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1 Medication - Related Osteonecrosis of the Jaw: What’s New and What Can You Do? John R. Kalmar, DMD, PhD Oral and Maxillofacial Pathology The Ohio State University College of Dentistry [email protected] Outline Bone metabolism Bisphosphonates (Anti - Resorptives , AR) in the treatment of: Osteoporosis patients Cancer patients ARs and other drugs in ONJ Staging of ONJ Case reviews Treatment guidelines for ONJ Bone Metabolism Robbins and Cotran, Pathologic Basis of Disease, 7 th Ed Bone Metabolism Yorgan TA, Schinke T Mol Cell Ther 2014 Jul 14:2:22

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Page 1: Bone Metabolism - Hinman


Medication-Related Osteonecrosis of the Jaw:

What’s New and What Can You Do?

John R. Kalmar, DMD, PhD

Oral and Maxillofacial Pathology

The Ohio State University College of Dentistry

[email protected]


Bone metabolism

Bisphosphonates (Anti-Resorptives, AR) in the treatment of:

Osteoporosis patients

Cancer patients

ARs and other drugs in ONJ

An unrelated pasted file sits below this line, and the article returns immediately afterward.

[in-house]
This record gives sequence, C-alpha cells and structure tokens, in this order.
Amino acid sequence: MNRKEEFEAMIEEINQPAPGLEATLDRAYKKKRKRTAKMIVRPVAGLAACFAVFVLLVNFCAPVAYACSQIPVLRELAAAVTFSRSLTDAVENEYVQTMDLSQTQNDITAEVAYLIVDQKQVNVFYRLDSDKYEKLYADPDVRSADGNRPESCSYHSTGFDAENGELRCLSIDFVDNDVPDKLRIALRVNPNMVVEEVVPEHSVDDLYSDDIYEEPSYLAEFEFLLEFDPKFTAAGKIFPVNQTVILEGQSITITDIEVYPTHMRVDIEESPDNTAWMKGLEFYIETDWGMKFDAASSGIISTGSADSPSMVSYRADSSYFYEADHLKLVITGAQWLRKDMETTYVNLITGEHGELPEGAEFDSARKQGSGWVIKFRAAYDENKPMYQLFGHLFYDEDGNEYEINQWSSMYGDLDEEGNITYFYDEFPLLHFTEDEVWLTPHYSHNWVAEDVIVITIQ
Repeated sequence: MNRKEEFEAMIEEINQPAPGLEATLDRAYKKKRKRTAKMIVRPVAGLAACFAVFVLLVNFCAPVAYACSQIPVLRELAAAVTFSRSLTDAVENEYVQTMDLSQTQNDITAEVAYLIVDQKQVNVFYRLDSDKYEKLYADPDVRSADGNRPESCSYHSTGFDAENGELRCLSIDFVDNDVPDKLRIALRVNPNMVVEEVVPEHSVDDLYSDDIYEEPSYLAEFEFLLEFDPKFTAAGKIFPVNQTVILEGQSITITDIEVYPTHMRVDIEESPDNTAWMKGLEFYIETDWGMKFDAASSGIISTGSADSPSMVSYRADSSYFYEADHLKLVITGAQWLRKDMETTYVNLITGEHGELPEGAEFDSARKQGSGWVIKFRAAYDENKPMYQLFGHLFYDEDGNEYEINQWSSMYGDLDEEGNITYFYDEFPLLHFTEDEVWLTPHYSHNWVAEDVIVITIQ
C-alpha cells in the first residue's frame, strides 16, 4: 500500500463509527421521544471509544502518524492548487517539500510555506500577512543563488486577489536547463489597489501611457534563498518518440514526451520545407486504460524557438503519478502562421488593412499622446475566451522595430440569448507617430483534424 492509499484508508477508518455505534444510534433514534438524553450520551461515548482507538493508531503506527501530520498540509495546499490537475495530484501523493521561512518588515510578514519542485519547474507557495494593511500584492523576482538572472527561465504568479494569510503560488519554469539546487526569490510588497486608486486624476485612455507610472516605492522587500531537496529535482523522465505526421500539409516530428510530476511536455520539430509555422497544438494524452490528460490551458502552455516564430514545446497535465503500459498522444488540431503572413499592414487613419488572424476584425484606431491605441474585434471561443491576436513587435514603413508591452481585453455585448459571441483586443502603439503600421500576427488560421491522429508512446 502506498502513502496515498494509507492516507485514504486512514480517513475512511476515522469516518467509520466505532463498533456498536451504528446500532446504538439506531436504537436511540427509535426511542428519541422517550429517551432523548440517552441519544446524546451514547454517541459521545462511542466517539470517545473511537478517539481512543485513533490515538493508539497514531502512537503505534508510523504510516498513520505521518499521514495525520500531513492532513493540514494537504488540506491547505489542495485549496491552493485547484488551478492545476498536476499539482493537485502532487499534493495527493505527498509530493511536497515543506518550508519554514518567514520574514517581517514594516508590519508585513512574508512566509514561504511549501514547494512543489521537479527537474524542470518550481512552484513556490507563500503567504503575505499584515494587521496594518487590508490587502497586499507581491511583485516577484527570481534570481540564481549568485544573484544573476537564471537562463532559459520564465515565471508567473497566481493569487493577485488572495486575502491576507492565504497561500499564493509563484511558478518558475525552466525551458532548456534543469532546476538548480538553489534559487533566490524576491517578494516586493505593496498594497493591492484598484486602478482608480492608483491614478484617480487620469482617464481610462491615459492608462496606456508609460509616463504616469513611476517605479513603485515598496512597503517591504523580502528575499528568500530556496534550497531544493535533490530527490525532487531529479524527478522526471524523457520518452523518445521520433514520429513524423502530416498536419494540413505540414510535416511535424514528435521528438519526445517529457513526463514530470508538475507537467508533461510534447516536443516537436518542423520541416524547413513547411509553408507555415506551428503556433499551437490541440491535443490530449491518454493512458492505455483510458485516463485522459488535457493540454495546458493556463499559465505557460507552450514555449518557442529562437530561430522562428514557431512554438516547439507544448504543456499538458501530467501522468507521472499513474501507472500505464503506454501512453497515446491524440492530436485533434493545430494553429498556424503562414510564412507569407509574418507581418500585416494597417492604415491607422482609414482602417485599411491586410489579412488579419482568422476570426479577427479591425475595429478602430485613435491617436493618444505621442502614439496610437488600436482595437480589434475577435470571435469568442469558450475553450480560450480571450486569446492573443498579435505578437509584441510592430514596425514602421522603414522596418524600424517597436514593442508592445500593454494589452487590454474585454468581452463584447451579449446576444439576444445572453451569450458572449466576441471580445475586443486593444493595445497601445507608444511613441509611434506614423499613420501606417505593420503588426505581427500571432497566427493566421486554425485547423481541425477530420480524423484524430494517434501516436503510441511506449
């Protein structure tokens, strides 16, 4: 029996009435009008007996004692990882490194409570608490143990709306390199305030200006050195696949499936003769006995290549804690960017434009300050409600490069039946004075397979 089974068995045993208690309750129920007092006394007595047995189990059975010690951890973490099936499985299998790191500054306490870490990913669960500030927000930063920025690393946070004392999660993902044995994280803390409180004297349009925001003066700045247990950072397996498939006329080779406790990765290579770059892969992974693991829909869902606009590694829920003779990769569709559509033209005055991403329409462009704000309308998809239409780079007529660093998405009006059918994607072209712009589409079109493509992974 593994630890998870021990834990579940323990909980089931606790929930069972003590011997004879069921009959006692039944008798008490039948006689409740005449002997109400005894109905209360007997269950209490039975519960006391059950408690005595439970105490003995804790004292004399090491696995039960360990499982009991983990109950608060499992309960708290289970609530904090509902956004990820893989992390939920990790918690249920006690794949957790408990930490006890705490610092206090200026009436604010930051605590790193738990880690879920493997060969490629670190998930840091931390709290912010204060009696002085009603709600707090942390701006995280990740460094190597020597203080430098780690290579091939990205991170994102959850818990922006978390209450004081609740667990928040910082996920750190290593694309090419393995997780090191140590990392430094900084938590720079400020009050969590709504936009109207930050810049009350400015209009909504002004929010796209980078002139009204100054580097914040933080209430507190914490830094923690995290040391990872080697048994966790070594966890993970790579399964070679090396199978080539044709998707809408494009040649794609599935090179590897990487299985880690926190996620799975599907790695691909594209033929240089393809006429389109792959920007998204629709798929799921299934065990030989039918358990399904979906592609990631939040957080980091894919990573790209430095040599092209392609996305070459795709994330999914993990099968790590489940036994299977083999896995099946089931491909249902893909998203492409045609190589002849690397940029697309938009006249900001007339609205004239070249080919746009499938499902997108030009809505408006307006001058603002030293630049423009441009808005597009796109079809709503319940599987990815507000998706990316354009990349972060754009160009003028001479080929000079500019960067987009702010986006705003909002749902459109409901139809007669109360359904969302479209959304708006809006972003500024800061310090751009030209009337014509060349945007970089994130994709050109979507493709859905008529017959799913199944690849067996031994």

Staging of ONJ

Case reviews

Treatment guidelines for ONJ

Bone Metabolism

Robbins and Cotran, Pathologic Basis of Disease, 7th Ed

Bone Metabolism

Yorgan TA, Schinke T Mol Cell Ther 2014 Jul 14:2:22

Page 2: Bone Metabolism - Hinman


Bisphosphonates (BPs)

Analogues of inorganic pyrophosphates

Potent inhibitors of bone metabolism, particularly osteoclast function

Most common use: treating osteoporosisor other metabolic bone disorders (Paget disease of bone, hyperparathyroidism)

Critical co-therapy for patients with cancers that target the skeleton

BP pharmacology

BP adsorb to bone

hydroxyapatite and

become integrated into

bone matrix

Not readily metabolized,

especially nitrogen forms

Like bone, persistence of

some BPs estimated at

10-12 years (10%

skeletal turnover/yr)


Bone Metabolism

Robbins and Cotran, Pathologic Basis of Disease, 7th EdFleisch H, Bisphosphonates in Bone Disease, 2000, p. 43

Bisphosphonates and ONJ: History of an association

Fall 2003, Dr. Robert Marx, U. Miami